LNG and other low sulphur fuel alternatives are getting much attention, but while they may have growing roles as future fuels, uptake will be very limited in 2020. So it made sense for the Bunker Session at CMA 2018 to focus on the type and quality of oil-based fuels we can expect when the global 0.50% sulphur limit takes effect. And while we are on that subject, the message from speakers at CMA 2018 was loud and clear: there will be no delay! The International Maritime Organization is fully committed to the 2020 date so that is what we all have to prepare for.
The first insight into what the fuels meeting a 0.50% sulphur limit will look like came from John R. LaRese, Marine Fuels Technical Advisor, ExxonMobil Marketing & Refining, in a session entitled “The Economic Calculus of 2020” on Tuesday.
He said they will chiefly be refinery residuals (heavy fuel oil) blended with distillates, adding this would work well if you have residuals from refineries running sweet crudes as these will be low in sulphur and not need much blending.
There may also be fuels similar to the new products developed for emission control areas (ECAs) when the ECA limit dropped to 010% sulphur, some of which are based on other refinery streams such as vacuum gas oil. LaRese said these “ECA fuels” are excellent fuels, but that compatibility with residual fuels “is not great” so there was a need to educate ship crews about fuel segregation and management.
Compatibility, stability and wax
Indeed, fuel compatibility is a key area to watch for 2020 as it is widely anticipated that there will be a large rage of different blends on offer, and that many of these may not be very compatible with each other.
“We anticipate a lot of opportunistic blending,” said LaRese, adding that issues with compatibility between fuel batches – limited to around 2% in the past – are expected to increase.
John Stirling, Marine Technical Quality Manager, World Fuel Services, added two more key watchwords to compatibility when he presented in the Bunker Session on Wednesday: stability and wax.
Stirling reminded the audience that no supplier will guarantee that the fuels they supply are compatible with other fuels today either, so this is not new, but ships’ crew need to be aware.
As for 0.50% sulphur blends, if you take typical ECA-compliant marine gas oil (MGO) and blend it with today’s typical heavy fuel oil (HFO), the blend ratio would be about one part HFO to six parts MGO. This would not be a good blend and would often make unstable blends, especially if the MGO is very paraffinic (waxy) and the HFO very aromatic.
The ship’s chief engineer needs to know the viscosity and other key parameters of the fuels they receive, in particular the fuel’s cold flow properties.
Today, ships do not have heated tanks for distillates, but in the future it may be a huge benefit to be able to do that as some of these fuels will need to be heated to remain liquid. The wax, once solid, is a major problem, but if you can keep it liquid it is excellent fuel, Stirling noted.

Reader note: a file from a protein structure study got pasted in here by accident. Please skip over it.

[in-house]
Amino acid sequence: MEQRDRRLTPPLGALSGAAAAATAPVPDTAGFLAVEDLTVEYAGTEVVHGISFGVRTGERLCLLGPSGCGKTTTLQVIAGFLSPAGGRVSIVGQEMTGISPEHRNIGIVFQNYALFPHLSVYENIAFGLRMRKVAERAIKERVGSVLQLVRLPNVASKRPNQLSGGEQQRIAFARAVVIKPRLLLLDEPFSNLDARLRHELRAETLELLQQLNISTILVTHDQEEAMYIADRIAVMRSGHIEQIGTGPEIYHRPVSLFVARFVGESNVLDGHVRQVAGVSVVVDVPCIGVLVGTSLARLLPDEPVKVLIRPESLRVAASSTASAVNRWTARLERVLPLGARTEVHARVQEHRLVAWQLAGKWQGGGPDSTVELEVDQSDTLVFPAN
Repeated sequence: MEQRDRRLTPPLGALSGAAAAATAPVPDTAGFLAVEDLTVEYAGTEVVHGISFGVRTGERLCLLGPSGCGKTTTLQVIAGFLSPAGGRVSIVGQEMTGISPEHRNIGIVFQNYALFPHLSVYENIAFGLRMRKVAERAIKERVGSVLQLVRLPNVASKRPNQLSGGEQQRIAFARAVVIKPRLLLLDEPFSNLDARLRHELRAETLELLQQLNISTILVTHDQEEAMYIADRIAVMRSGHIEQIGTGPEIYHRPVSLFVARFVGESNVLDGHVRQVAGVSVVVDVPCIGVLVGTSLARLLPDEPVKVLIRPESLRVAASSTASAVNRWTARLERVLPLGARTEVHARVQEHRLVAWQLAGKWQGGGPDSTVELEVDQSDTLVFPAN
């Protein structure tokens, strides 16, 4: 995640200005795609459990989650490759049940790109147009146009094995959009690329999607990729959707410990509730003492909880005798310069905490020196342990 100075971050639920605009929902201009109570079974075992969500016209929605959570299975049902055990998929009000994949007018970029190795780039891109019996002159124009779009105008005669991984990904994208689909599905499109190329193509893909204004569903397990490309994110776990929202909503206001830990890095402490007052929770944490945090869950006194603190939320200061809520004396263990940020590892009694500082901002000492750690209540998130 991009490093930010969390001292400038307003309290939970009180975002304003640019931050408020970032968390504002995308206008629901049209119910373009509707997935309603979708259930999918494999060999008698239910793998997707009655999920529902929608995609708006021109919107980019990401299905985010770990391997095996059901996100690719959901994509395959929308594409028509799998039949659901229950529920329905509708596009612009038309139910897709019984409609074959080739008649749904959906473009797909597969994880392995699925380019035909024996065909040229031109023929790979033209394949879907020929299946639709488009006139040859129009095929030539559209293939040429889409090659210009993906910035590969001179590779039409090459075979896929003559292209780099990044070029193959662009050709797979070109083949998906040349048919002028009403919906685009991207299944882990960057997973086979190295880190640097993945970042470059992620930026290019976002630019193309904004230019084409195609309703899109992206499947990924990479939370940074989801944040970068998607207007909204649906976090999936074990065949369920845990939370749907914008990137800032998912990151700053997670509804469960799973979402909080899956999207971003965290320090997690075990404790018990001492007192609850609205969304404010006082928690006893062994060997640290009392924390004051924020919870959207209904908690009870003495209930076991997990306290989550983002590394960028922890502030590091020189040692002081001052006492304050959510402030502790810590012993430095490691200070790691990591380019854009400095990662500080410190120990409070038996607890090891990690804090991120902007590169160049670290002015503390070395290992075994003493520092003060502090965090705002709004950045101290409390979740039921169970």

During the Petrospot Bunker Surgery, Dragos Rauta from INTERTANKO joined the panel and said fuel management would clearly become more complex, and insisted that there must be safeguards against sludging which can cause severe operational problems.
Unfortunately, this is likely to be a problem if ships receive unstable fuels or they mix two incompatible fuels onboard. There is a solution, Stirling said, which is to buy more expensive fuels. But as long as there are residuals in the mix, sludge formation will occur, although there is a parameter in ISO 8217 that protects against it, namely the limit for sediment potential.
2020 and ISO 8217
There has been a reduction in quality issues an ‘bunker alerts’ for residual marine fuel grades since the ECA sulphur limit fell to 0.10% in 2015, Steve Bee, Group Commercial Director, Veritas Petroleum Services said in his presentation. VPS has, however, seen more issues with distillate fuel quality as demand for distillate fuels surged due to the 0.10% sulphur limit.
ISO 8217 parameters still need monitoring, not just for residual fuels but also distillates, where problems may related to low flashpoint, cold flow properties and FAME (bio-diesel) content, he said.
One question occupying many ship operators’ minds is when we might expect a revision of ISO 8217 to take typical fuel properties for 0.50% sulphur blends into account.
LaRese told the panel on Tuesday that the issue isn’t so much about developing a new specification, but rather to introduce a few new caveats to help owners avoid specific pitfalls. One thing that may be looked at is to create a specification that isn’t based on residual and distillate tables, but rather whether the fuel needs heating or not.
Stirling, who sits on the committee updating the ISO 8217 standard, said the next revision would not be ready until maybe 2022, which is too late for the advent of the 0.50% sulphur limit and the various fuels blends likely to come into the market then.
This is why ISO is instead working on producing an interim solution in the form of a publicly available standard (PAS), which is not part of the ISO 8217 standard, but will rather be a guideline that is an addition to ISO 8217 to help the market. The PAS should be available before 2020.
The session entitled “The Economic Calculus of 2020” was moderated by Neville Smith, Director, Mariner Communications, while the CMA Bunker session Chairman & Moderator was Llewellyn Bankes-Hughes, Managing Director, Petrospot Ltd.